There was a new breed of writers in the 20th century. They redefined what could be expected from writing even if they used the same backdrop of the bush as early writers had done. Published in 1901, My Brilliant Career by Miles Franklin is often said to be the first authentic Australian novel. However, it was Ethel Florence Lindesay Richardson - writing under the pseudonym of Henry Handel Richardson - who is often regarded as the most important Australian writer of the early 20th century.

In the Miles Franklin tradition, other novelists, particularly the women, relied upon both social realism and also a surreal or imaginary life linked to the everyday lives of their characters. Christina Stead was one of early writers to fully explore this.

Dorothy Hewett and three of her children.

Unknown photographer, Dorothy Hewett and three of her children, l. to r., Kate, Rose and Tom, (eldest children Mike and Joe, cropped), South Perth, c. 1965. Image courtesy of Kate Lilley.

Christina Stead (1902 - 1983) began writing novels whilst living abroad during the 1930s. The Salzburg Tales and Seven Poor Men of Sydney were published in 1934, and her highly praised novel The Man Who Loved Children appeared in 1940, based largely on her childhood. Despite critical acclaim, she did not win a more general following in Australia until the mid 1960s. The critics wrote 'It is a novel, a real novel ... There is a tough, unkillable acceptance of life in it ... this book leaves one, as all major writing does, with the sense that, in the end, no human action is trivial'. ( John Wain, Observer). In 1974 she returned to Australia, receiving the inaugural Patrick White Award in the same year.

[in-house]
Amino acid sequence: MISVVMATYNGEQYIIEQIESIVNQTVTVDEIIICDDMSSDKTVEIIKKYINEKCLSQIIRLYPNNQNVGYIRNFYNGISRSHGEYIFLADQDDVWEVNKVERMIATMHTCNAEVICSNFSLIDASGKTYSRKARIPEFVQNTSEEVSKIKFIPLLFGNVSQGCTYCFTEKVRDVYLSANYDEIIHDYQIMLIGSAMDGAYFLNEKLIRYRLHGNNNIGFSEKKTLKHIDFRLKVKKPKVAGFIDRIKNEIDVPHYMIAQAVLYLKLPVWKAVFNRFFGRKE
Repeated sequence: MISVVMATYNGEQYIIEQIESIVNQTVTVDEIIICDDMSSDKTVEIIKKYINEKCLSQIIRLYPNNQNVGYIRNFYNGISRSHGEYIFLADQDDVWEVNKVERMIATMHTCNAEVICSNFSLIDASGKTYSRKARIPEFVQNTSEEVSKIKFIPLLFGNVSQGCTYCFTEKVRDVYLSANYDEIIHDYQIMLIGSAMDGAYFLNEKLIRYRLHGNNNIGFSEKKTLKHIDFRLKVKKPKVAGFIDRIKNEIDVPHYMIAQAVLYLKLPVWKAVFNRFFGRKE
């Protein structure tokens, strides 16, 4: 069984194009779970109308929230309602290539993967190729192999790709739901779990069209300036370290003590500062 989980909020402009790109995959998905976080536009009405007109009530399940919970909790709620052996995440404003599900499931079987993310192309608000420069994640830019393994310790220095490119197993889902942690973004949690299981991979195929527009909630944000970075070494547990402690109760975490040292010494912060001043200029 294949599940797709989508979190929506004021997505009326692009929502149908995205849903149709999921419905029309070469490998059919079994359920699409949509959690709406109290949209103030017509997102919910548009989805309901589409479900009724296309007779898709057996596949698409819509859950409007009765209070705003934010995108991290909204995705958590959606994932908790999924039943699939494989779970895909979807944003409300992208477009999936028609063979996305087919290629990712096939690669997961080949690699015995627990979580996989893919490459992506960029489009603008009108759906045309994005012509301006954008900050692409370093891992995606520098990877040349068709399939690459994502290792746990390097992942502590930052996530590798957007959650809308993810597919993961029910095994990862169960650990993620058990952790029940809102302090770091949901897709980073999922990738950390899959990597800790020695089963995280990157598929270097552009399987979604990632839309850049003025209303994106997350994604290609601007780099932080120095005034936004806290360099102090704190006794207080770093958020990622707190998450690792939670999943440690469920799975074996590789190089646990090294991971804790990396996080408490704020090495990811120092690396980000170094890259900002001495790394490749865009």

Ruth Park (b. 1922) grew up in isolated country areas of New Zealand before marrying the writer D'Arcy Nyland and moving to outback NSW and later, Sydney. Deprived of books as a child, Park developed heightened awareness as an observer of social behaviour. Park was well aware of the experiences of 'deprivation, poetry and exile' and became well known for her gritty social realist novels set in the inner slum areas of Sydney. Her most famous books are the trilogy of Missus, The Harp in the South and Poor Man's Orange, along with Swords and Crowns and Rings which won the Miles Franklin Literary Award in 1977. Park also wrote the famous children's series The Muddle-Headed Wombat.